Second Thessalonians: Understanding the Day of the Lord

second thessalonians

In Second Thessalonians, Paul wrote to encourage those who were facing persecution and to correct a misunderstanding about the timing of Christ’s return. The teaching about the Lord’s return promoted idleness in this young church. The imminent coming of Christ should never make us idle; we should be even busier – living purely, using our time well, and working for his kingdom. We must work not only during easy times when it is convenient but also during difficult times. Christians must patiently watch for Christ’s return, and work for him while we wait.

Writer of Second Thessalonians

Written by the apostle Paul, in the company of Silvanus (Silas) and Timotheus (Timothy) (1 Thessalonians 1:1). The vocabulary, style, and thought of the Thessalonian correspondence are genuinely Pauline. Both letters bear his name as author and were most likely written from Corinth.

Date Written

Between A. D. 50-54, after Paul’s visit, during his second missionary journey. Probably written from Corinth in Achaia a few months after the first epistle.

To Whom Written

To “the ekklesia of the Thessalonians” (II Thessalonians 1:1).


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Purpose of Second Thessalonians

The purpose of Second Thessalonians was to alert the leadership in Thessalonica about the false epistle written to the believers thereby an impostor claiming to be Paul, saying that the day of the Lord had already come and that they had somehow missed it. Paul also addressed those among the Thessalonians who had refused to work and were taking advantage of the generosity of their brothers who were supporting them. Paul wrote to condemn these and to establish the principle that one who will not work shall not eat.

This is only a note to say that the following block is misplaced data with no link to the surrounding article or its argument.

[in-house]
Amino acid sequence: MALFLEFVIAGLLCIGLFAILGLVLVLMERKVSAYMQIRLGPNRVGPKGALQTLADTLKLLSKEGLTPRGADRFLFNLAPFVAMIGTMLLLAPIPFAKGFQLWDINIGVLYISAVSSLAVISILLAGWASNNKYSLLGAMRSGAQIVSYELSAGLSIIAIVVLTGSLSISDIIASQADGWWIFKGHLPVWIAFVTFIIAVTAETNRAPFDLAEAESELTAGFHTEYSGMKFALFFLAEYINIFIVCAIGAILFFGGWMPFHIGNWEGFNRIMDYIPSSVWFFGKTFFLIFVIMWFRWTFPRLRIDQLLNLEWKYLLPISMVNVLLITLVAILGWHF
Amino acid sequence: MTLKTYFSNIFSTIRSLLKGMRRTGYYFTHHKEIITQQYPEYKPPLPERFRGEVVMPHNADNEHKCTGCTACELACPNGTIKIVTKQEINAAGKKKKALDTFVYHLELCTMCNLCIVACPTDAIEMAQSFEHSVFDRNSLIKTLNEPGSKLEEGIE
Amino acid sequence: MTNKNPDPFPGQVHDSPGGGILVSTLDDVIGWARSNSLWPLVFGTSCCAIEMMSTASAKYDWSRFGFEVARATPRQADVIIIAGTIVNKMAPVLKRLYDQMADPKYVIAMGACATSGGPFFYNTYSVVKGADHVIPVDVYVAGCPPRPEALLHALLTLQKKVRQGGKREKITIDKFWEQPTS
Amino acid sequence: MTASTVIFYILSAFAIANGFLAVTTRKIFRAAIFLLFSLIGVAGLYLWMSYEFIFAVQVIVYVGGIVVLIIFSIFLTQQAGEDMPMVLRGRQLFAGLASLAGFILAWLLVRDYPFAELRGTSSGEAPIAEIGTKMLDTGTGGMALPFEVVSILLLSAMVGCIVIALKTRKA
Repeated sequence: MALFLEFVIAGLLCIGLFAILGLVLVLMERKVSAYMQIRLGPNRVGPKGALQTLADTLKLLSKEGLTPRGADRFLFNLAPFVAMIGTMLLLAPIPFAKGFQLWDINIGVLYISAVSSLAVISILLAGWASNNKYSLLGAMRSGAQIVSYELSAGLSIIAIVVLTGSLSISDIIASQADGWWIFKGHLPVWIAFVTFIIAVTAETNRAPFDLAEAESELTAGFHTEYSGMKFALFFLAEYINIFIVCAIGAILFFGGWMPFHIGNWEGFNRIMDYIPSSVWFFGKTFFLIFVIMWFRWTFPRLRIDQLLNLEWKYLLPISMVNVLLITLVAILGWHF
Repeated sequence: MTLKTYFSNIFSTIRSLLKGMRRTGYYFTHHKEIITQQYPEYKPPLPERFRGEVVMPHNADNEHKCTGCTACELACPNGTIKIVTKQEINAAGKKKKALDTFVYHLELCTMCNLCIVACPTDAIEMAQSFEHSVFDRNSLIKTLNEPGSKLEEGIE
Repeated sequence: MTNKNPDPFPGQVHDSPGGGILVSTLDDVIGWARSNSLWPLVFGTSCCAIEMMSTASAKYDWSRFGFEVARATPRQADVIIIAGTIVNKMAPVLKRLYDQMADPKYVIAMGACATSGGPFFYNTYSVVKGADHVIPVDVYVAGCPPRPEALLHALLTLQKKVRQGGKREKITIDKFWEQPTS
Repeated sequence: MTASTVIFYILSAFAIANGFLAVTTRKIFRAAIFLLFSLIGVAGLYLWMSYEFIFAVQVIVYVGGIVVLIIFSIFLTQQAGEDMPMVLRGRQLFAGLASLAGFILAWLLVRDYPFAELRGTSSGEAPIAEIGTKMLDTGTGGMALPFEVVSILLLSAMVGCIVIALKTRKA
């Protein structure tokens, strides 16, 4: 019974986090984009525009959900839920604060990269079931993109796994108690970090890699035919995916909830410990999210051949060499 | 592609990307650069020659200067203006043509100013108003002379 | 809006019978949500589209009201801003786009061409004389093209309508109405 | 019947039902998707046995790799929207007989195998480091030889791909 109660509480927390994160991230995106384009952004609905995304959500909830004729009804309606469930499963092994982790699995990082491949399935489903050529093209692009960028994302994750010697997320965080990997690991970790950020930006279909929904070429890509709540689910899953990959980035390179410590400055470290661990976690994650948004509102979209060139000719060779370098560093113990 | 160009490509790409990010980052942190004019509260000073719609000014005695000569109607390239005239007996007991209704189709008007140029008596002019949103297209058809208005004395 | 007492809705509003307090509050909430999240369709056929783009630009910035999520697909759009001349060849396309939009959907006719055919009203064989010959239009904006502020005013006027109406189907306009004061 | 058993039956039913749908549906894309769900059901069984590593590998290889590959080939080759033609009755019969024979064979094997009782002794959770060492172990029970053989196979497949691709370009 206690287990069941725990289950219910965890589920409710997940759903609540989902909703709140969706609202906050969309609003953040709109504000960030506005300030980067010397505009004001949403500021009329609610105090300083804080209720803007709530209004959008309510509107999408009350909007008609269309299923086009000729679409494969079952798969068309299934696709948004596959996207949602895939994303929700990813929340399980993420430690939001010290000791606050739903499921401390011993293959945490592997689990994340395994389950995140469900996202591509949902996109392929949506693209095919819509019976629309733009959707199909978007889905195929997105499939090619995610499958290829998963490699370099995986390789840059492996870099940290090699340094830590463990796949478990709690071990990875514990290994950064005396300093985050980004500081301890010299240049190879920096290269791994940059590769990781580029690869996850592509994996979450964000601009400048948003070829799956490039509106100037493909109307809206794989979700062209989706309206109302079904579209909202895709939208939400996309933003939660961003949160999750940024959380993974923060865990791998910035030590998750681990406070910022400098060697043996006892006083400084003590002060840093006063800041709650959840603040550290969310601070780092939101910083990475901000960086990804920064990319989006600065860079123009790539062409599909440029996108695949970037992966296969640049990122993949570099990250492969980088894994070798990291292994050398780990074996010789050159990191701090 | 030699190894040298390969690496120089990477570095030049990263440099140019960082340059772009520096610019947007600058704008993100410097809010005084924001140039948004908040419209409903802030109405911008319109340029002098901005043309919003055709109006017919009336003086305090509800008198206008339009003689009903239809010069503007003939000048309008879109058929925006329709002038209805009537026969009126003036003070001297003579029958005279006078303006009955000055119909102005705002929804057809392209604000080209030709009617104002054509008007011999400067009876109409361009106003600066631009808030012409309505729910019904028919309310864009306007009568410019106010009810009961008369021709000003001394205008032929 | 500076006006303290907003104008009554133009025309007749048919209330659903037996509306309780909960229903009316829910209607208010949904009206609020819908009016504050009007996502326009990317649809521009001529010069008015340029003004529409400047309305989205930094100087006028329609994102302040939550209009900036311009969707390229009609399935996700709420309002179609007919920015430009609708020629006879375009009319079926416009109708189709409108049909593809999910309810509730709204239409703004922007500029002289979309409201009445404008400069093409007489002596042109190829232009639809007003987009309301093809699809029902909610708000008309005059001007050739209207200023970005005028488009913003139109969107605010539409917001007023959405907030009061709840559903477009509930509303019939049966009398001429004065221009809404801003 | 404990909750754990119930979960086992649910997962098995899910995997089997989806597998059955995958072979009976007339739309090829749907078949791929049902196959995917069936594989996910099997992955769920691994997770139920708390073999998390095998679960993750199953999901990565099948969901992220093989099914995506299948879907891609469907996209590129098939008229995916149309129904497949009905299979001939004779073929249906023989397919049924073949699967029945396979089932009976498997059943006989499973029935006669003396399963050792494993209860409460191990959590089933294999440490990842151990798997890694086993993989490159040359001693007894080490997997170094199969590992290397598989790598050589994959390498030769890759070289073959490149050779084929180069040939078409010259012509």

Historical Setting

Paul founded the church at Thessalonica in A.D. 49 or 50 during his second missionary journey (Acts 17:1-9). The church consisted of a few Jewish converts and a larger number of former pagans (1 Thessalonians 1:9; Acts 17:4). Desiring not to handicap the young church, Paul worked at his own job as a tent maker – and at some sacrifice to himself, he adds (1 Thessalonians 2:7-12) – twice receiving aid from the ever faithful Philippians (Philippians 4:6).

Paul’s stay in Thessalonica was cut short, however, when the Jews gathered some local troublemakers and an uproar broke out; Paul was escorted out of town, leaving Timothy to patch up the work (Acts 17:1-15). Separated so suddenly from the infant church, Paul describes his feelings as one who had been “orphaned” (Greek text, 1 Thessalonians 2:17).

Once he was safe in Athens, Paul sent Timothy (who apparently had since rejoined him) back to Thessalonica to strengthen and encourage the believers. When Timothy returned to Paul, who had since moved on to Corinth (Acts 18:1-5), he brought news of the love and faith of the Thessalonians. In response to Timothy’s encouraging report, Paul wrote the first epistle to Thessalonica. Evidently, the Thessalonians were unsettled over the second coming of Christ, because Paul discusses the issue in the subsequent letter as well.

Theological Contribution

Paul writes the epistle in the spirit of a true pastor. He is overjoyed with their enthusiastic response to the gospel and longs for the day when they will stand with him in the presence of the Lord Jesus.

He compares himself to a nursing mother caring for her children and to a father working on behalf of his family. He gives himself body and soul to the Thessalonians and dares to hope that they will give themselves likewise to God.

Special Consideration in Second Thessalonians

On the subject of the Second Coming, Paul assumes the Thessalonians what will happen, but not when it will happen. The end, however, will follow widespread rebellion and abandonment of the faith. Paul appeals for them to be level headed during the time of trouble and warns Christians not to despair when they see the Antichrist pretending to be God.


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